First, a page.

An aerial photo of the Cobraball bushfire aftermath.
An aerial photo of the Cobraball bushfire aftermath.

Debate on bushfire taskforces

LIVINGSTONE mayor Bill Ludwig and councillor Adam Belot clashed over the make-up of bushfire taskforces, but the latter says he got the desired result.

Cr Belot first expressed concerns in last Monday’s Morning Bulletin that the taskforce charged with overseeing environmental management did not contain enough representation from the agricultural and farming sectors.

Before he could raise the matter at last week’s council meeting, Cr Ludwig, who chairs the Local Disaster Management Group, was critical of the comments made by Cr Belot in the press.

“There was some unauthorised comment in the paper in relation to composition of one of the particular taskforces,” Cr Ludwig told fellow councillors on Tuesday.

“Every one of those taskforces has key agencies on board.”

Cr Ludwig urged Cr Belot to stick to protocol during times of natural disasters.

“When we’re in a disaster declaration, there is a thing that is called the single point of truth,” Cr Ludwig said.

“The single point of truth in messaging that is going out, first comes from QFES (Queensland Fire and Emergency Services), next comes from the chair of the LDMG.

“It is absolutely imperative that we work together as a team. This is so important that we demonstrate that, and don’t put mixed messages out to the community.”

Cr Ludwig said he also asked this of state and federal representatives.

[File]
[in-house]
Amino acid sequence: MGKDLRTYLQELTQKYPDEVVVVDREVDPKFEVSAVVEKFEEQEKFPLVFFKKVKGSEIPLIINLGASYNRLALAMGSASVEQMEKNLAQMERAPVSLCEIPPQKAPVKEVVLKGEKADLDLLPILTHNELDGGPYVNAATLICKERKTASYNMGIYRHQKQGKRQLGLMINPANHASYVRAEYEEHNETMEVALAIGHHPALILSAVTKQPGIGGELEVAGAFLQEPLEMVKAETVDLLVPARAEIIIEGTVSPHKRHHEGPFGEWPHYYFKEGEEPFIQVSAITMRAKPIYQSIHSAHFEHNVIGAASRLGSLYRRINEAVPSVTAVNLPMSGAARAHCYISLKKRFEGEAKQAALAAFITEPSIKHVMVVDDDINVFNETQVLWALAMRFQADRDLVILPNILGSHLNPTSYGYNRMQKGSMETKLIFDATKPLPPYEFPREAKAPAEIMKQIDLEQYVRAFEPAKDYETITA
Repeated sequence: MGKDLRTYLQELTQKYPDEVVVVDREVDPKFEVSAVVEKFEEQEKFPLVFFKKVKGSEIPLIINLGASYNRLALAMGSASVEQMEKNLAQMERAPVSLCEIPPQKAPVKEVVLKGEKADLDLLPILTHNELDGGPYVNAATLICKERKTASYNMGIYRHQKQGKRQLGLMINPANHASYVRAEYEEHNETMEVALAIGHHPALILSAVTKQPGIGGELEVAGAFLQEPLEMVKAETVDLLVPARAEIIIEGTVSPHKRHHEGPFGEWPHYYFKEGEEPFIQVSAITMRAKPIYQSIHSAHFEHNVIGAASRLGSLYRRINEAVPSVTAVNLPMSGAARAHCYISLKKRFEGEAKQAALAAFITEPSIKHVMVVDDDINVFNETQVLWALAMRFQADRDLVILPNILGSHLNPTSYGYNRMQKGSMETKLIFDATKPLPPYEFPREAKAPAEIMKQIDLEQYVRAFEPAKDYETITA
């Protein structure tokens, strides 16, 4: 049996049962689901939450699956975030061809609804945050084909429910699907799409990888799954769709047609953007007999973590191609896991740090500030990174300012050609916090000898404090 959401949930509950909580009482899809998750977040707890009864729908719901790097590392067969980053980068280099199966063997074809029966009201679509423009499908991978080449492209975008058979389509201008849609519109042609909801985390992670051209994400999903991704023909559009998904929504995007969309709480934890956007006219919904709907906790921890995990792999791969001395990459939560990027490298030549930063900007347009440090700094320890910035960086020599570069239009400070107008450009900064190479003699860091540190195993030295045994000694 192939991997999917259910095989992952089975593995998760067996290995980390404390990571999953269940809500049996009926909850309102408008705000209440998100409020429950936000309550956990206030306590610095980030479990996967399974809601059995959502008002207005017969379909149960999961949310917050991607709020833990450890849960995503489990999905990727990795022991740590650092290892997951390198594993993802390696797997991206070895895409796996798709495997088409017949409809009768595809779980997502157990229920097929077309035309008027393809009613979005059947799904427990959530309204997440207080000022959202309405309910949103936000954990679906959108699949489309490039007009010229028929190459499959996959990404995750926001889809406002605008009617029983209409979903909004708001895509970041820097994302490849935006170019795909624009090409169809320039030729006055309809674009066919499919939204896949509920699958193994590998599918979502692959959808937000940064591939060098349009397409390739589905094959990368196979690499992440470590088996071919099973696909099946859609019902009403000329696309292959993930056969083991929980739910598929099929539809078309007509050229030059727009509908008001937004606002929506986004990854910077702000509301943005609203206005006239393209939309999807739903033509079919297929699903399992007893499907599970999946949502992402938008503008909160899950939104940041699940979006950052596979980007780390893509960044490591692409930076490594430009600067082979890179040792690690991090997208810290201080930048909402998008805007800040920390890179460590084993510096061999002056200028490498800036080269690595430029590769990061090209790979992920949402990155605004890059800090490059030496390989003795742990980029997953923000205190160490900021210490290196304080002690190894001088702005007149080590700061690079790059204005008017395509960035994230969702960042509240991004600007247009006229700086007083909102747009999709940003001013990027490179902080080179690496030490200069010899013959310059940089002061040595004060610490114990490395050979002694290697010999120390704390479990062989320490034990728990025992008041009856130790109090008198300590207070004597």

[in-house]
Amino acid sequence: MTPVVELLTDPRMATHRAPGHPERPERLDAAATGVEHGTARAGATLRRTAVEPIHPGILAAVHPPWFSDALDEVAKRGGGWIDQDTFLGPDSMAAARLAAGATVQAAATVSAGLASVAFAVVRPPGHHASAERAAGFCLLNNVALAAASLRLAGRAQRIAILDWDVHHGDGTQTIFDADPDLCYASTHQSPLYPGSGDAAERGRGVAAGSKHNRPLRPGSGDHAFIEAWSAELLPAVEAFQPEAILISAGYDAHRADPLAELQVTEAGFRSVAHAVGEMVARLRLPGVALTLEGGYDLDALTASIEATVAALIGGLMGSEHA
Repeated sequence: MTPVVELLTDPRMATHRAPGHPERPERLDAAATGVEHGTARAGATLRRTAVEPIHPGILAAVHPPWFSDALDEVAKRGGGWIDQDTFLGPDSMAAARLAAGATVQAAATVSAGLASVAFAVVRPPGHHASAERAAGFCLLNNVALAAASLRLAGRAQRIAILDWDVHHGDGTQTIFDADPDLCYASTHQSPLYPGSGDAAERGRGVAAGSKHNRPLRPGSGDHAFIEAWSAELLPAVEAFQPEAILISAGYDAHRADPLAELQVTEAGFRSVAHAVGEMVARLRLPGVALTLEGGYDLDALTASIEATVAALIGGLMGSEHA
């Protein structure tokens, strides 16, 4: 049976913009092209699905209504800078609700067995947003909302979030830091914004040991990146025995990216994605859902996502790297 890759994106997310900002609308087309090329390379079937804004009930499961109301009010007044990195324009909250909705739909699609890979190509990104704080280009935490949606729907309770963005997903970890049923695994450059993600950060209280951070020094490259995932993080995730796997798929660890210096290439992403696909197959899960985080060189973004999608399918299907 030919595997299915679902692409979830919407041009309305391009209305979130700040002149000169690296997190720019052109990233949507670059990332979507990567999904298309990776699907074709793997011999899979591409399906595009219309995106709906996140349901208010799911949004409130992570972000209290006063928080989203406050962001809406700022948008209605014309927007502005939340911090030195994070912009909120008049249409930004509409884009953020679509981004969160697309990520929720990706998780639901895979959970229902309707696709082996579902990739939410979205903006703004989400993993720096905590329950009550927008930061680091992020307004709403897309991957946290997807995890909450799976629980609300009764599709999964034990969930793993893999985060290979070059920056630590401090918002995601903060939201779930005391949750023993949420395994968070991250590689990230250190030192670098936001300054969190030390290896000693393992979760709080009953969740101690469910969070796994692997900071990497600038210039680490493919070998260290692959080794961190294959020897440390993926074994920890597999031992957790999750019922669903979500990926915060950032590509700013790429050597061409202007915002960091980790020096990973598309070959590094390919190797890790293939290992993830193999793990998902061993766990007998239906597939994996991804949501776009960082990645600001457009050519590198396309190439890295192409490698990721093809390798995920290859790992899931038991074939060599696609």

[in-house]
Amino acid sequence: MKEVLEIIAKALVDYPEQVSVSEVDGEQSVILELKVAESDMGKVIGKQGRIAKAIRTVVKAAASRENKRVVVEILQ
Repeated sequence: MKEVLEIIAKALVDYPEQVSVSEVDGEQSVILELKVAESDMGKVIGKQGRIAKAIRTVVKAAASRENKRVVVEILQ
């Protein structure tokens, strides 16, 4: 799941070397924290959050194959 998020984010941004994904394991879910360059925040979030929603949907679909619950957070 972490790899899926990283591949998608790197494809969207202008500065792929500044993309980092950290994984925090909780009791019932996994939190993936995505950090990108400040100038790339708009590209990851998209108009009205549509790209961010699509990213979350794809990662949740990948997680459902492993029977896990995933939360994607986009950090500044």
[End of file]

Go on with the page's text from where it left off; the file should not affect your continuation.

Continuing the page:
“I ask them to recognise the function that the LDMG plays and the fact that we all have to have a level of discipline.

“And after six years, councillor (Belot), if you don’t understand that, I don’t think I can help you any more.”

Cr Belot defended the stance he took.

“I was certainly the one who was prepared to make comment to the paper, not to influence anything to do with the disaster management’s operations, but to look forward in how we’re going to make things better,” he said.

“I chaired the first environmental regulatory taskforce meeting and I observed who was on the taskforce.

“I went home and I thought, gee, I would like to see the potential for greater diversity in that taskforce.

“I believe that there should be a representative there, or a better representation from our agricultural and horticultural sectors.”

Cr Belot said he then emailed the council and sought clarification on the make-up of the taskforce.

He said he was informed that the sectors he was concerned about were already represented on the economic development taskforce - one of four set up.

“I’m sorry, I would like to see more diversity,” Cr Belot said.

“I’ve contacted the landholders out there, spoke to them direct, and I tell you what, they said 100 per cent Cr Belot, that environmental taskforce is the most important one that there is.

“And our agricultural stakeholders should be on it.

“I don’t do these things just off the bat, willy-nilly, as some suggest.

“I do it methodically and I do my due diligence.”

Cr Belot said he was trying to make a difference and it was critical to have representatives from farming, grazing and agricultural sectors on the environment management taskforce.

“I’m glad to see we’re going to have that,” he said in the wash-up to the debate.

“Albeit, it took a bit of skin off my elbows to get there, but we are now responding in a positive way and I am glad the organisation is undertaking that.”